By Jordan Jaisingh (Enfield, London, UK)
finding-dory-3

 

Plot Overview: One year after the events of Finding Nemo, short term memory impaired Dory finds herself at a crossroads when she has a sudden revelation about her parents. Having finally remembered the location of her birth, Nemo and Marlin seek to help her on her journey across the ocean to reunite with her long lost family.

Was a sequel to Finding Nemo necessary? Well, yes and no. The choice to return to the underwater setting, may be more than just to produce a narrative jewel. Pixar’s once impeccable track record, now has several questionable entries. Did anyone enjoy Brave? Maybe, but it doesn’t hold up against the universally admired classics Pixar had produced in the previous decade. The studio had seemingly reached a point of diminishing returns. It’s only gem in the past five years, being Inside Out. Perhaps their ocean of innovation had run dry. We now enter the sequel era of Pixar, with Incredibles 2, Cars 3 and Toy Story 4 firmly in development. A last ditch attempt it may seem, to try and recapture what not only made Pixar world renowned animators, yet also wonderful storytellers.

“This feels familiar,” Dory utters after a breathtakingly animated ride on Sea Turtles. A feeling that was also troubling me at this point in proceedings. The film opens all too similar to its predecessor, with a heart-rending flashback showing the more tragic nature of Dory’s condition. With Ellen DeGeneres’ Dory being the undoubted highlight of the previous film, the blue fish is now given the spotlight. Her troublesome memory, which offered the most comic relief previously, now sits firmly at the story’s emotional core. However, during the first act in particular, the feeling that Pixar was almost remixing story beats from the first film became all too apparent. The tear-jerker opening, a wild ride aboard Sea Turtles, a relentless chase by a dangerous predator. Deja Vu anyone?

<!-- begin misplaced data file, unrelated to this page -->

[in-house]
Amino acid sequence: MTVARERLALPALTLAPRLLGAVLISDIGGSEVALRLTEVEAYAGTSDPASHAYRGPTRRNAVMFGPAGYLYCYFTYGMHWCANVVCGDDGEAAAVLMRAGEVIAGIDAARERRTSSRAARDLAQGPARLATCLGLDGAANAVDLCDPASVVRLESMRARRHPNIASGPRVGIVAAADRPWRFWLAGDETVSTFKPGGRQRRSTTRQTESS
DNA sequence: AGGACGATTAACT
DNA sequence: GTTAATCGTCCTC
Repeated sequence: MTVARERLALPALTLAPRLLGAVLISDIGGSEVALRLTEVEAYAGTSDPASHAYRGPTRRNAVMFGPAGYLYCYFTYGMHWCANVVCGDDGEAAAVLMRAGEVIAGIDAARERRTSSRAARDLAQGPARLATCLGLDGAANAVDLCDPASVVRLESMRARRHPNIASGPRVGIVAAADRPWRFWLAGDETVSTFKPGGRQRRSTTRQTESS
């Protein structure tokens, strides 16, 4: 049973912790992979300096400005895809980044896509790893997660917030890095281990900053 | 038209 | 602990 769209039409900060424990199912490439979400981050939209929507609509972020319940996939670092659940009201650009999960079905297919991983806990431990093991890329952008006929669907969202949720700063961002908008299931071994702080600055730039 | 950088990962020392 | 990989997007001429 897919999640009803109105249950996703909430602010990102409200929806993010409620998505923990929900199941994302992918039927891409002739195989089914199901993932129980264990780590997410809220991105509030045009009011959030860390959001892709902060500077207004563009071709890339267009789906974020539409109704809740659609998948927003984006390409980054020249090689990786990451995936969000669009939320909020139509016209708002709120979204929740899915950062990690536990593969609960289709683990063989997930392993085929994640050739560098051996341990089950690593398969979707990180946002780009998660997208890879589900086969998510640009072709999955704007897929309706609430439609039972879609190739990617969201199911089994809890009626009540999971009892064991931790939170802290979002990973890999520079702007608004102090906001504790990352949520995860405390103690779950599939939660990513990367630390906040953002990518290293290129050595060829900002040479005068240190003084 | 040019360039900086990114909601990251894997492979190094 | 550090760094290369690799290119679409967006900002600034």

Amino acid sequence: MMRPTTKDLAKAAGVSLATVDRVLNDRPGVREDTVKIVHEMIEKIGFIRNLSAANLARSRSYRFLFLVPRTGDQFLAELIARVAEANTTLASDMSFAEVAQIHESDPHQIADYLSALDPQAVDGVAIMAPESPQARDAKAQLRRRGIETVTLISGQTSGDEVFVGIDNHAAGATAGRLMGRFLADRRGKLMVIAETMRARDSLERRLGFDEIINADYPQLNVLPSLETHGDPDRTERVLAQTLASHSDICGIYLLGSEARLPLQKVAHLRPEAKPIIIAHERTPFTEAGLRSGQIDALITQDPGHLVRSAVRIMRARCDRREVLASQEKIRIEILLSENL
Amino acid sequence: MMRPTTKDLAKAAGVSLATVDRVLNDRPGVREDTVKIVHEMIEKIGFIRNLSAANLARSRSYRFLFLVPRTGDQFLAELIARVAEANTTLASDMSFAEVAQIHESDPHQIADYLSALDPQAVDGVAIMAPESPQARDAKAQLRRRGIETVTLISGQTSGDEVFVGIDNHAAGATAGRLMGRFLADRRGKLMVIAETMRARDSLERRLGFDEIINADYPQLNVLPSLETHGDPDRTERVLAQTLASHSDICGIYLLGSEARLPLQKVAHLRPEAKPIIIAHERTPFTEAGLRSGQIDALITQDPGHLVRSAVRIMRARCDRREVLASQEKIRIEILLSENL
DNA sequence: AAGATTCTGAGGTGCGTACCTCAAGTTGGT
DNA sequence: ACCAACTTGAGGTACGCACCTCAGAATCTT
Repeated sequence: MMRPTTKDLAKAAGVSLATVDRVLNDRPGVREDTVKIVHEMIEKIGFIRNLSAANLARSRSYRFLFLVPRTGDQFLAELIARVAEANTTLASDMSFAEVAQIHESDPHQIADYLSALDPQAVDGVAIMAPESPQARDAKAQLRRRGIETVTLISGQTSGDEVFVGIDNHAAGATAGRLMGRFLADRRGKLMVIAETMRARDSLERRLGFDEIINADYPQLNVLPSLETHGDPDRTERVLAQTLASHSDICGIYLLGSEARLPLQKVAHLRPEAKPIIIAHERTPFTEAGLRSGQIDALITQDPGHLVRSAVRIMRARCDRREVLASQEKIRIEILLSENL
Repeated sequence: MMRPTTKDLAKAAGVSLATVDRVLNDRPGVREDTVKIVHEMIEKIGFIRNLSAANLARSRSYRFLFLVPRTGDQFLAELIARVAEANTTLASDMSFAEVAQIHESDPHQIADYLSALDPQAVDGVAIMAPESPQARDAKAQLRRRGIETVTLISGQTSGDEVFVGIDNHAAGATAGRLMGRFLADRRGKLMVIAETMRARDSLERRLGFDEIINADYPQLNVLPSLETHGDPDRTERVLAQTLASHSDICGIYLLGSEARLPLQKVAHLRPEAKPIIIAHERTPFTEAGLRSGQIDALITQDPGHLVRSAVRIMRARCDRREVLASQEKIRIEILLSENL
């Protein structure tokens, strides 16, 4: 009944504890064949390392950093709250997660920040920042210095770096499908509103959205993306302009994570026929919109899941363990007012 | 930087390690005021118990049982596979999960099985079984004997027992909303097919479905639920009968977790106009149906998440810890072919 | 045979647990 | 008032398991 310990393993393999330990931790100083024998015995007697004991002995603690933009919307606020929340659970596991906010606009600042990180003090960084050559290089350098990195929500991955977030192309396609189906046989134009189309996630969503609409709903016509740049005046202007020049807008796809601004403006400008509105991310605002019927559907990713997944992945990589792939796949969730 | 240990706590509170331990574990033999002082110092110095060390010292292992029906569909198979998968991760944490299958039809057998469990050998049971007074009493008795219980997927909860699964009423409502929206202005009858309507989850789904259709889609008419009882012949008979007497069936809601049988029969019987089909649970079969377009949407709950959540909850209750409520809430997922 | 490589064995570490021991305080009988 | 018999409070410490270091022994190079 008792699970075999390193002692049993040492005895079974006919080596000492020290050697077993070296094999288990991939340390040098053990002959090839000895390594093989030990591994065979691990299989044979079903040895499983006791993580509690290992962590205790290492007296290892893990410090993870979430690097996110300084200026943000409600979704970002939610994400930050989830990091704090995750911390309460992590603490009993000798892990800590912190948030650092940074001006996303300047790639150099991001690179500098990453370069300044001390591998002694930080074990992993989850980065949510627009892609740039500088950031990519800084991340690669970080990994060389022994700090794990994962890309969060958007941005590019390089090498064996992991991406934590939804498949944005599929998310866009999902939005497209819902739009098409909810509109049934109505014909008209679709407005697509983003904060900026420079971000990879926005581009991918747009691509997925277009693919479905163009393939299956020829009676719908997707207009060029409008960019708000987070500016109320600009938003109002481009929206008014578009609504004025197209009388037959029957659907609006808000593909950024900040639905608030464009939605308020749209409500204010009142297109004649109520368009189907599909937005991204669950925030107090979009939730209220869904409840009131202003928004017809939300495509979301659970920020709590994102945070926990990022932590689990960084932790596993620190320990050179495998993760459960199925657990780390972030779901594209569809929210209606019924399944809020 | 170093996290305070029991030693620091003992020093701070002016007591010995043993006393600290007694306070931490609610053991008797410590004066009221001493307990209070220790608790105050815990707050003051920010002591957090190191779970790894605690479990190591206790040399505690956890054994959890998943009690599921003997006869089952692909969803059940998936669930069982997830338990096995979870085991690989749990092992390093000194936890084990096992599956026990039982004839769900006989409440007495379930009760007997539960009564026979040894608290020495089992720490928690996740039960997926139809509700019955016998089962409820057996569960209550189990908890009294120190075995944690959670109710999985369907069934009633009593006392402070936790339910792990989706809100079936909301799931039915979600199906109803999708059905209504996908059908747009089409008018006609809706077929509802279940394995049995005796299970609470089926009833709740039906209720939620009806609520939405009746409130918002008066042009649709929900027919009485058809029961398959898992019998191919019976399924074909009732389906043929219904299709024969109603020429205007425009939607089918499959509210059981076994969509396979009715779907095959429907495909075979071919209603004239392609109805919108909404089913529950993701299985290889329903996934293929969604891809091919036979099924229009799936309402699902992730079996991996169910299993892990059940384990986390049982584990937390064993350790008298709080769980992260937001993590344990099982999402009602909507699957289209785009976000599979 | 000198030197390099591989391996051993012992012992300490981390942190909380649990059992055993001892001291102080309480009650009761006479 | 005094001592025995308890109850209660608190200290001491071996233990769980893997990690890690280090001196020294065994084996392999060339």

Luckily, as the feelings of familiarity began to darken things, the film truly kicks into gear. The search for Dory’s parents goes deeper from a character perspective than the previous entry. As expected, Dory does lose her way, but the story is far more of an introspective journey for her. She is struggling to come to terms with what she suffers from and also how it affects those that she loves. The plot also involves a mystery to solve, as Dory’s attempts to unravel her past are seamlessly interwoven with flashbacks, slowly explaining the tragedy that led to her family’s separation.

This time around, less time is spent exploring the vastness of the ocean. The gang stumble upon the Marine Life Institute; a sea-life medical facility where the most impressive moments of the film take place. It is here where Dory meets Hank, an octopus with a surprising agenda for an aquatic creature. Voiced by Ed O’Neill, this new addition to the cast brings such excitement and wit to the film. He is the most amusing addition in a feature which boasts a more involved supporting cast than the predecessor, which also consists of an adorable Whale Shark and a Beluga Whale. Needless to say for a Pixar film, the impressive cast provide almost constant laughs for all audiences. Although, there isn’t any instant classic moments as meme worthy as the Seagulls encounter from Finding Nemo.

In the thirteen years since the first film, Pixar have perfected their craft. The colours are more vivid, the environments, both land and aquatic based are bursting with seemingly photo-realistic detail. Some of the creatures, particularly Hank the Octopus, move with such fluidity that it boggles the mind to think how his movement was achieved without some form of motion capture. It almost goes without saying at this point, but Pixar truly are the kings of CG animation.

Most importantly, the story is brimming with heart. What may seem like a risky, even bizarre choice to sideline the main characters of your previous film in favour of a once supporting character, is what gives way to arguably a more emotional journey than before. That is not to say that Nemo and Marlin don’t get their fair share of screen time and laughs. Dory is front and center throughout, something that would lead to nightmarish results in other franchises. Pixar’s characters are thankfully so well realised, that it feels natural to delve deeper into her psyche.

Bottom Line: Brimming with life, colour and fun. Elements of familiarity prevent it from reaching the dizzying heights of the original, yet Dory’s journey is one which can stand as a proud companion piece to the first film. A sequel wasn’t a necessity, but you’ll love it all the same.

Rating: 4/5

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